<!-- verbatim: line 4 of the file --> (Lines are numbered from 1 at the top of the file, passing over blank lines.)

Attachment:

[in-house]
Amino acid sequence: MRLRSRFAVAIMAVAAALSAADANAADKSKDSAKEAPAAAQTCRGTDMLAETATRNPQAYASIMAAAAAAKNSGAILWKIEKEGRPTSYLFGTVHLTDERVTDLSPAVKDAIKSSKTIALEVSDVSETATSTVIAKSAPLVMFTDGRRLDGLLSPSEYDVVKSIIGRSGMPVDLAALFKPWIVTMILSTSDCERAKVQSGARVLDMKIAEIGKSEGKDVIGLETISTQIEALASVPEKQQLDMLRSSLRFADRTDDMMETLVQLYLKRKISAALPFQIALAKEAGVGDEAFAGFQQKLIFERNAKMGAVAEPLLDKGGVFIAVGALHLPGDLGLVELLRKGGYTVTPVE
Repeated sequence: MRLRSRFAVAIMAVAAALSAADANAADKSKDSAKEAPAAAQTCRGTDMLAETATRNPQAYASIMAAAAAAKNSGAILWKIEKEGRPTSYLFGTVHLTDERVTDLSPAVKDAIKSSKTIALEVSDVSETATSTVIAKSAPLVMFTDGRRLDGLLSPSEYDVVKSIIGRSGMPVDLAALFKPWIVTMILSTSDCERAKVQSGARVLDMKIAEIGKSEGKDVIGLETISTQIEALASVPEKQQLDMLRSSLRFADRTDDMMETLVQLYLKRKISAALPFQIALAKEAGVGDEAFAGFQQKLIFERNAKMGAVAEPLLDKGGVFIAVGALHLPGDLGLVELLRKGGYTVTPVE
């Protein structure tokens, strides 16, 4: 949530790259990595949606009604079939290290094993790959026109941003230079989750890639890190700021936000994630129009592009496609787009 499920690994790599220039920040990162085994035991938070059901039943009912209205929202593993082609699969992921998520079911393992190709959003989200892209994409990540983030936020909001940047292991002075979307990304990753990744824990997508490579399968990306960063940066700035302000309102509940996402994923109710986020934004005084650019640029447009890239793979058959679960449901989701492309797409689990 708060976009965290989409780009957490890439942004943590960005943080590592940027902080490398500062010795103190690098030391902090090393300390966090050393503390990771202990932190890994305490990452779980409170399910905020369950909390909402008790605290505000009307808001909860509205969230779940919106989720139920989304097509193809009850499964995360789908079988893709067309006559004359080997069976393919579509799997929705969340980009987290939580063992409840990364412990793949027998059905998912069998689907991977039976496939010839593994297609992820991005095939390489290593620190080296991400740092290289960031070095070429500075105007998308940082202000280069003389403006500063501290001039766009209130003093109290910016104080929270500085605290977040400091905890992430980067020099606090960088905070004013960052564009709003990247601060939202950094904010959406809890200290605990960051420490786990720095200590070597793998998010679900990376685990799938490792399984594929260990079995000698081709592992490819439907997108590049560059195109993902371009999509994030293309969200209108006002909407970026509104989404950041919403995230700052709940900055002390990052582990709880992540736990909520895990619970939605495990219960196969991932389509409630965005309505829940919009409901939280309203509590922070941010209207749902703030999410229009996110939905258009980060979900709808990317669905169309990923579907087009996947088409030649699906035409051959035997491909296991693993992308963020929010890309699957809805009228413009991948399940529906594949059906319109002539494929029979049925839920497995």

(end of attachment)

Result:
């Protein structure tokens, strides 16, 4: 949530790259990595949606009604079939290290094993790959026109941003230079989750890639890190700021936000994630129009592009496609787009 499920690994790599220039920040990162085994035991938070059901039943009912209205929202593993082609699969992921998520079911393992190709959003989200892209994409990540983030936020909001940047292991002075979307990304990753990744824990997508490579399968990306960063940066700035302000309102509940996402994923109710986020934004005084650019640029447009890239793979058959679960449901989701492309797409689990 708060976009965290989409780009957490890439942004943590960005943080590592940027902080490398500062010795103190690098030391902090090393300390966090050393503390990771202990932190890994305490990452779980409170399910905020369950909390909402008790605290505000009307808001909860509205969230779940919106989720139920989304097509193809009850499964995360789908079988893709067309006559004359080997069976393919579509799997929705969340980009987290939580063992409840990364412990793949027998059905998912069998689907991977039976496939010839593994297609992820991005095939390489290593620190080296991400740092290289960031070095070429500075105007998308940082202000280069003389403006500063501290001039766009209130003093109290910016104080929270500085605290977040400091905890992430980067020099606090960088905070004013960052564009709003990247601060939202950094904010959406809890200290605990960051420490786990720095200590070597793998998010679900990376685990799938490792399984594929260990079995000698081709592992490819439907997108590049560059195109993902371009999509994030293309969200209108006002909407970026509104989404950041919403995230700052709940900055002390990052582990709880992540736990909520895990619970939605495990219960196969991932389509409630965005309505829940919009409901939280309203509590922070941010209207749902703030999410229009996110939905258009980060979900709808990317669905169309990923579907087009996947088409030649699906035409051959035997491909296991693993992308963020929010890309699957809805009228413009991948399940529906594949059906319109002539494929029979049925839920497995």